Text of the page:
But I digress.  The point here is that when politicians lie, accurate reporting will necessitate the refutation of the lie in question.  This is not partisan coverage, it’s the presentation of fact.  Since in recent years the Republican Party has chosen to wage a PR campaign of self-preservation rather than tell the public inconvenient truths (sorry), it has found itself increasingly at odds with the media.  Stephen Colbert summed up this mentality perfectly during his presentation at the White House Correspondents Dinner in 2006 (which also happens to the best (read: funniest) speech I have ever seen – watch the first half, you’ll thank me). 

After mentioning Bush’s low poll numbers, Stephen complains: “reality has a well-known liberal bias.”

So what does this have to do with the campaign?  Everything.  As Republican lies have become more outrageous (keep looking for my post on offshore drilling, I will get to it soon), the media cannot help but favor Democrats even while bending backwards over themselves to be “fair and balanced.”  And as investigative journalism increasingly gives way to the sensationalist coverage of ‘he-said, she-said’ campaign sound bites, it has become even easier to paint the media as biased.  Add Sarah Palin to the mix and I once again find myself begrudgingly blogging about the brilliance of McCain’s strategists.

Palin has two major strengths in this assault on the media.  First, because she was relatively unknown and so thoroughly unvetted, the media were completely scrambling to figure out who she was when her name was announced.  Her virtual anonymity left them asking unusual questions and even chasing down rumors.  This discredited and marginalized even the most trusted names in news.  McCain spokespeople expertly spun the situation, grouping mainstream outlets with the tabloids in their outraged denunciations so that they could level disgraceful yet not technically untruthful charges against the media as a whole.  Second, Palin is a woman.  Although the Daily Show demonstrated the humor of juxtaposing the Republican denials of sexism while Hillary was running with those same peoples’ now furious denunciations of sexist media coverage on Palin, I fear this opportunistic hypocrisy will be lost on much of the public.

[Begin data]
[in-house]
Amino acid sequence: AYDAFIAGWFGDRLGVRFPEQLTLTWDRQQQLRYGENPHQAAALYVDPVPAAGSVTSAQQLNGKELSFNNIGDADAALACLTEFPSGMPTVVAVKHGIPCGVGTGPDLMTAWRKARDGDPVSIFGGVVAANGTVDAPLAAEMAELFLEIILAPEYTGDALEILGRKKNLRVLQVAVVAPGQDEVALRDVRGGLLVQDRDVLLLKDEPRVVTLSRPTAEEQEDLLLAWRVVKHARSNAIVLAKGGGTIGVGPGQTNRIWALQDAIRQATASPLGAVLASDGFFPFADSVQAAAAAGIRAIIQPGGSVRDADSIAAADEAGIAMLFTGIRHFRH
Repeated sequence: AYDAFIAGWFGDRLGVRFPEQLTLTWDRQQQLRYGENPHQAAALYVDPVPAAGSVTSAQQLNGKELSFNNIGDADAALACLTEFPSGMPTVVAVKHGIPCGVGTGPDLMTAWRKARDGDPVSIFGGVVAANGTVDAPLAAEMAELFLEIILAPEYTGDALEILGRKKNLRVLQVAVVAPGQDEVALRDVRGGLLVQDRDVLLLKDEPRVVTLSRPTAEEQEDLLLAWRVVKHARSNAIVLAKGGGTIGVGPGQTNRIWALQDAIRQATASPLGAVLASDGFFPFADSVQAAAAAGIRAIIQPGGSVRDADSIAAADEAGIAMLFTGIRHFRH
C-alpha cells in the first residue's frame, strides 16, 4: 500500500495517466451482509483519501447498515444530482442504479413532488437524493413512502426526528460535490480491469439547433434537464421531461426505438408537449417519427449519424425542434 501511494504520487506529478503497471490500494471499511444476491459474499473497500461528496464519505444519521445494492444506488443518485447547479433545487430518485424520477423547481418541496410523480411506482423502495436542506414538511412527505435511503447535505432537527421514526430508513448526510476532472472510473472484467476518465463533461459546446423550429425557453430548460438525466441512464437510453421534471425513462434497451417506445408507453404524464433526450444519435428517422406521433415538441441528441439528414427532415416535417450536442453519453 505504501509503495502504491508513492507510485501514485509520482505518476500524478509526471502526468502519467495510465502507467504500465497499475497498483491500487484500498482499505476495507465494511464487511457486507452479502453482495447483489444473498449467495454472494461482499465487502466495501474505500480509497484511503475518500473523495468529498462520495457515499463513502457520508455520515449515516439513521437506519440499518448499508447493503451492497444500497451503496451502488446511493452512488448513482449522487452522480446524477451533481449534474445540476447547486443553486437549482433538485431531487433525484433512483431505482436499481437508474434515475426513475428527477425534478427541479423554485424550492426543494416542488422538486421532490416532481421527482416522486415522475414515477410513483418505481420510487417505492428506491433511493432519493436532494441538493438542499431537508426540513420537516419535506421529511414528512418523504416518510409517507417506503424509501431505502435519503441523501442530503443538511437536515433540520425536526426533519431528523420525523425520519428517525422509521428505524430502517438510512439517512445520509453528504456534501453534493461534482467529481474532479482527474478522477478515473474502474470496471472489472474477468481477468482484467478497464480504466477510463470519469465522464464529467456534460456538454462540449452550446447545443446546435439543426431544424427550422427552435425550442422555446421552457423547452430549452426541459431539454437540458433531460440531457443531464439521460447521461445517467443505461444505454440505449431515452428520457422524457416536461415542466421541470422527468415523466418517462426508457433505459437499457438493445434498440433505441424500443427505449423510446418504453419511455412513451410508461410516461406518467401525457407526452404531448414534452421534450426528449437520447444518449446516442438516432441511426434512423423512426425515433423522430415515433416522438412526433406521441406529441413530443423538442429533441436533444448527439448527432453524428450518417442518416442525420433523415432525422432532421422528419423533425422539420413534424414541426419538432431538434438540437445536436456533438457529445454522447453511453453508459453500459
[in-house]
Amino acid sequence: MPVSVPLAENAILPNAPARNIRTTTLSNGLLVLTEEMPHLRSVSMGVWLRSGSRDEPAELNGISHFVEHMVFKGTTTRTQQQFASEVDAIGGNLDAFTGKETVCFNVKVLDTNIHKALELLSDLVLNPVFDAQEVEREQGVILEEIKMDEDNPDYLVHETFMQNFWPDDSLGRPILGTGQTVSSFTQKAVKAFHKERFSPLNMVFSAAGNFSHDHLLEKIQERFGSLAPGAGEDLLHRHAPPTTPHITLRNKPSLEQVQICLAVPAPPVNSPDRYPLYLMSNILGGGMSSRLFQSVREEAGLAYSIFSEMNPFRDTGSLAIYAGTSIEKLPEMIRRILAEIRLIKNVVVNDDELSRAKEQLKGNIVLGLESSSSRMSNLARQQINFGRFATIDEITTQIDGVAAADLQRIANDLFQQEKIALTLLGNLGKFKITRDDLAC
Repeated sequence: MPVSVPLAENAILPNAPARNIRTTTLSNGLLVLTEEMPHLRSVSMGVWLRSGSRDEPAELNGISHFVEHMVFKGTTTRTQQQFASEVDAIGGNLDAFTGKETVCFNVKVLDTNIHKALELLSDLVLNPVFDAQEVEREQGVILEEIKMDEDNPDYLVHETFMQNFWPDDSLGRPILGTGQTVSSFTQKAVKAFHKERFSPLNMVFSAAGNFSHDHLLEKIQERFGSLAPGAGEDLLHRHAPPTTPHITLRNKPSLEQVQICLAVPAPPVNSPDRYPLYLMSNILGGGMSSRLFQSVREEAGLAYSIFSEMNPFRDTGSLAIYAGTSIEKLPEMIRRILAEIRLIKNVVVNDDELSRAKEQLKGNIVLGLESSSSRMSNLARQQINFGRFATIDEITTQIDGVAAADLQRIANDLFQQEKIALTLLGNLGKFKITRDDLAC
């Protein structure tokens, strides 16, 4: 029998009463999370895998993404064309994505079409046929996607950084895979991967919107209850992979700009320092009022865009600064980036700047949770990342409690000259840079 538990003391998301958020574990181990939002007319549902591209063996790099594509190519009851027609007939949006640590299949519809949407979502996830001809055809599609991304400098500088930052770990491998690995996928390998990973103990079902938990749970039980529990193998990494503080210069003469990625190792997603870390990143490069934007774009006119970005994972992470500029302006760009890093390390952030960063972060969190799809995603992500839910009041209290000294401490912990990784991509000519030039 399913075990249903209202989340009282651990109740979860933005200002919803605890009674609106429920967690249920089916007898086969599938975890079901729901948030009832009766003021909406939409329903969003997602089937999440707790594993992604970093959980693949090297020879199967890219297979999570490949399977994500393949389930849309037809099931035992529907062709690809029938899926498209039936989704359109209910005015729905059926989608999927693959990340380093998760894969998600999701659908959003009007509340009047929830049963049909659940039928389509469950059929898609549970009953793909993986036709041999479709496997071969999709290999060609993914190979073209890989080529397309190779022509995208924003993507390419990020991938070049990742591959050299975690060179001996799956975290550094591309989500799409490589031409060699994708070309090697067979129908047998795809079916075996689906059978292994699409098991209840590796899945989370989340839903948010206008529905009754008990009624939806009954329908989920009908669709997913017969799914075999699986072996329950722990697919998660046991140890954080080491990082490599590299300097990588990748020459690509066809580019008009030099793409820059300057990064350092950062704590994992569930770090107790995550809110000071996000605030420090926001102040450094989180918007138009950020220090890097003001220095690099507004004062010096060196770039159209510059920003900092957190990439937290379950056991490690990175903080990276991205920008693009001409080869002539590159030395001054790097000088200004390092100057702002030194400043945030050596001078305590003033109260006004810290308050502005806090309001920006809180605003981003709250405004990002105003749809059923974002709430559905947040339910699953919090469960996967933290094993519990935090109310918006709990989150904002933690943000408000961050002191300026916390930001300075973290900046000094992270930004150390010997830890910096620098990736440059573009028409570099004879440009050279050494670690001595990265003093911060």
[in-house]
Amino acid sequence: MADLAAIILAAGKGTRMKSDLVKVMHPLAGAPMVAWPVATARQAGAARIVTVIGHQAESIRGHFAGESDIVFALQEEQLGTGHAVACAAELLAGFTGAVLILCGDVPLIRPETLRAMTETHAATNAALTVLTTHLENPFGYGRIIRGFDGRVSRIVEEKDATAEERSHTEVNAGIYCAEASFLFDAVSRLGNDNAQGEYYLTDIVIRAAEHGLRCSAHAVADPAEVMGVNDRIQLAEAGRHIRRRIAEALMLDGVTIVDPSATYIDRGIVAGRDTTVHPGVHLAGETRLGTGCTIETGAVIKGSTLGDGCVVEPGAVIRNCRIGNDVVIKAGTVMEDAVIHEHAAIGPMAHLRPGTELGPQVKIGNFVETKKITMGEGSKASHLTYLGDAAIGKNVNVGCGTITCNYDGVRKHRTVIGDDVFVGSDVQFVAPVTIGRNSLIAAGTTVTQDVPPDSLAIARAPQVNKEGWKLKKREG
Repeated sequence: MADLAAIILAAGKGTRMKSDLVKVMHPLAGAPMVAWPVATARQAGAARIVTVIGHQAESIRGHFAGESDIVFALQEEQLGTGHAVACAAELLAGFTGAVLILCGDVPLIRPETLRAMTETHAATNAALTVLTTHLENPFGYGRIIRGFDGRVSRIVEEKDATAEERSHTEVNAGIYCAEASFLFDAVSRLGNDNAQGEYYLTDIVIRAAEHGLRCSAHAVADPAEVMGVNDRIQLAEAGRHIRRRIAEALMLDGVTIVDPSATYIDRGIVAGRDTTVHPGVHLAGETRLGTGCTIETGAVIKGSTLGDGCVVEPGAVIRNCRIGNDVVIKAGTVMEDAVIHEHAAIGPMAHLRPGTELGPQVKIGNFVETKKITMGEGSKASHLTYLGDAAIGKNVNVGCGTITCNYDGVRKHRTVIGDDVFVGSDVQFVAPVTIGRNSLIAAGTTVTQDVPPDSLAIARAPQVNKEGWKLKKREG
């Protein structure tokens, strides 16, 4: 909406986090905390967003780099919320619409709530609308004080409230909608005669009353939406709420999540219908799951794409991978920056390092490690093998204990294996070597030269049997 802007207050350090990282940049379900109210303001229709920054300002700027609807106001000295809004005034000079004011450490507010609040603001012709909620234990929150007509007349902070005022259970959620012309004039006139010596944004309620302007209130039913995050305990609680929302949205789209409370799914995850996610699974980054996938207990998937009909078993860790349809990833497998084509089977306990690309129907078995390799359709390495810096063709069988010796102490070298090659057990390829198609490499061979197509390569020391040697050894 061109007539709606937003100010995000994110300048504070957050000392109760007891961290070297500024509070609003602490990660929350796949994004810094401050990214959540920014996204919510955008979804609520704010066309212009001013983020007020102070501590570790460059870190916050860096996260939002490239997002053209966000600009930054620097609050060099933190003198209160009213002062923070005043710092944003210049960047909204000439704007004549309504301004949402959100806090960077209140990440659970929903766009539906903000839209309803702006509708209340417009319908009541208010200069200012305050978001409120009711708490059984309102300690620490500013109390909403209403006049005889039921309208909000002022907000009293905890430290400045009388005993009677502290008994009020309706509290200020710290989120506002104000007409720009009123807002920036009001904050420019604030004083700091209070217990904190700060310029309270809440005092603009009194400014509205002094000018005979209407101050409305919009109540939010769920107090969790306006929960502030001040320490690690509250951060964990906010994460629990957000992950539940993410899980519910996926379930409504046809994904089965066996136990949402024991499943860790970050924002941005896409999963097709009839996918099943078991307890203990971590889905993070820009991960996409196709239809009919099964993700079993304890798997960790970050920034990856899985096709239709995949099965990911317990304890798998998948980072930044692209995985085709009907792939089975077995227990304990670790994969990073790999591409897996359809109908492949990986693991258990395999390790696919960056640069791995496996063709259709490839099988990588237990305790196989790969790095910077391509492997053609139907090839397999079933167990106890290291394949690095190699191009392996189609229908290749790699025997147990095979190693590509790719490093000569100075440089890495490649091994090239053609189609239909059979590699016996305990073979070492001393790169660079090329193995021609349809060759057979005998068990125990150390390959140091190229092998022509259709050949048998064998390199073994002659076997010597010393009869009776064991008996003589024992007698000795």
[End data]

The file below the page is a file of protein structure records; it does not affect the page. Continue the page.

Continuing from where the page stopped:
And this matters. The McCain campaign knows they could never win this election by the merits of their platform.  That is why they insist this election is not about the issues.  So in a deliberate stroke, they have masterfully silenced the media, effectively removing a crucial voice from the political debate.  Campaigns will always point out the flaws of their opponents, but even truthful charges from an opposing campaign will rarely pierce the dogma of a loyal supporter; we rely on the media to research and report what is true and what is false, particularly regarding negative campaigning.  Without the media to serve that crucial role of independent fact-checker, we are left simply with a shouting match in place of a debate. 

The Obama campaign has been accurately (if quietly) pointing out McCain’s lies and contradictions, but the elitist charge seems to have stuck and people are suspicious of a campaign’s statements about a challenger.  Now that the McCain-Palin campaign has successfully discredited the only other mouthpiece for their shortcomings, for many, the only remaining trusted narrative about that campaign will be its own – and they have nothing but nice things to say about themselves.